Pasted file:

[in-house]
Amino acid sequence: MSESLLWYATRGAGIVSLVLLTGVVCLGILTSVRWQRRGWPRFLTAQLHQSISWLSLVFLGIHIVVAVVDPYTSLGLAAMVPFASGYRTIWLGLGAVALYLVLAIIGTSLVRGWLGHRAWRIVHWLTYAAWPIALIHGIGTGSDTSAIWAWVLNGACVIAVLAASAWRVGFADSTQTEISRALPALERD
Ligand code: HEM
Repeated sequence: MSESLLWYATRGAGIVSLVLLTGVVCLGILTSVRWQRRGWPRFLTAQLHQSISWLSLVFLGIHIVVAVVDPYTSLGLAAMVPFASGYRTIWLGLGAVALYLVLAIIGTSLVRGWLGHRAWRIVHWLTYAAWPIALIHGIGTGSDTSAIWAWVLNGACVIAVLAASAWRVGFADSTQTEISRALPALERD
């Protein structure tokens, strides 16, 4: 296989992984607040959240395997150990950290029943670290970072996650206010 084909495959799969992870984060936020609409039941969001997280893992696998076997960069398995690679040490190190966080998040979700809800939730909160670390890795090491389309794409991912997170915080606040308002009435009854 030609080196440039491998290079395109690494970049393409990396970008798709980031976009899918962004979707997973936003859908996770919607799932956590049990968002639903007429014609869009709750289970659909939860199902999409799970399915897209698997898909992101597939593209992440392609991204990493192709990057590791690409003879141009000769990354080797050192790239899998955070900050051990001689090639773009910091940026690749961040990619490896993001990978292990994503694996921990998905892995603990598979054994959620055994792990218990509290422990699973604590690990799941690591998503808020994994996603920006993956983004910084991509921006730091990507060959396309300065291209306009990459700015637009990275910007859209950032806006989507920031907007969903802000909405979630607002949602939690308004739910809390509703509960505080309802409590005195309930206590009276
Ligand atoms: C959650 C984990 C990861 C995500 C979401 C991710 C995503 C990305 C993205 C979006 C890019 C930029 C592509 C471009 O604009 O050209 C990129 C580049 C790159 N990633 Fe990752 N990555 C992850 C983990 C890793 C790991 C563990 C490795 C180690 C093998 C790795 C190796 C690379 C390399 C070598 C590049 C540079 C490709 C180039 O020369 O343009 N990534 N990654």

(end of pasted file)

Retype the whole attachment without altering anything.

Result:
[in-house]
Amino acid sequence: MSESLLWYATRGAGIVSLVLLTGVVCLGILTSVRWQRRGWPRFLTAQLHQSISWLSLVFLGIHIVVAVVDPYTSLGLAAMVPFASGYRTIWLGLGAVALYLVLAIIGTSLVRGWLGHRAWRIVHWLTYAAWPIALIHGIGTGSDTSAIWAWVLNGACVIAVLAASAWRVGFADSTQTEISRALPALERD
Ligand code: HEM
Repeated sequence: MSESLLWYATRGAGIVSLVLLTGVVCLGILTSVRWQRRGWPRFLTAQLHQSISWLSLVFLGIHIVVAVVDPYTSLGLAAMVPFASGYRTIWLGLGAVALYLVLAIIGTSLVRGWLGHRAWRIVHWLTYAAWPIALIHGIGTGSDTSAIWAWVLNGACVIAVLAASAWRVGFADSTQTEISRALPALERD
């Protein structure tokens, strides 16, 4: 296989992984607040959240395997150990950290029943670290970072996650206010 084909495959799969992870984060936020609409039941969001997280893992696998076997960069398995690679040490190190966080998040979700809800939730909160670390890795090491389309794409991912997170915080606040308002009435009854 030609080196440039491998290079395109690494970049393409990396970008798709980031976009899918962004979707997973936003859908996770919607799932956590049990968002639903007429014609869009709750289970659909939860199902999409799970399915897209698997898909992101597939593209992440392609991204990493192709990057590791690409003879141009000769990354080797050192790239899998955070900050051990001689090639773009910091940026690749961040990619490896993001990978292990994503694996921990998905892995603990598979054994959620055994792990218990509290422990699973604590690990799941690591998503808020994994996603920006993956983004910084991509921006730091990507060959396309300065291209306009990459700015637009990275910007859209950032806006989507920031907007969903802000909405979630607002949602939690308004739910809390509703509960505080309802409590005195309930206590009276
Ligand atoms: C959650 C984990 C990861 C995500 C979401 C991710 C995503 C990305 C993205 C979006 C890019 C930029 C592509 C471009 O604009 O050209 C990129 C580049 C790159 N990633 Fe990752 N990555 C992850 C983990 C890793 C790991 C563990 C490795 C180690 C093998 C790795 C190796 C690379 C390399 C070598 C590049 C540079 C490709 C180039 O020369 O343009 N990534 N990654």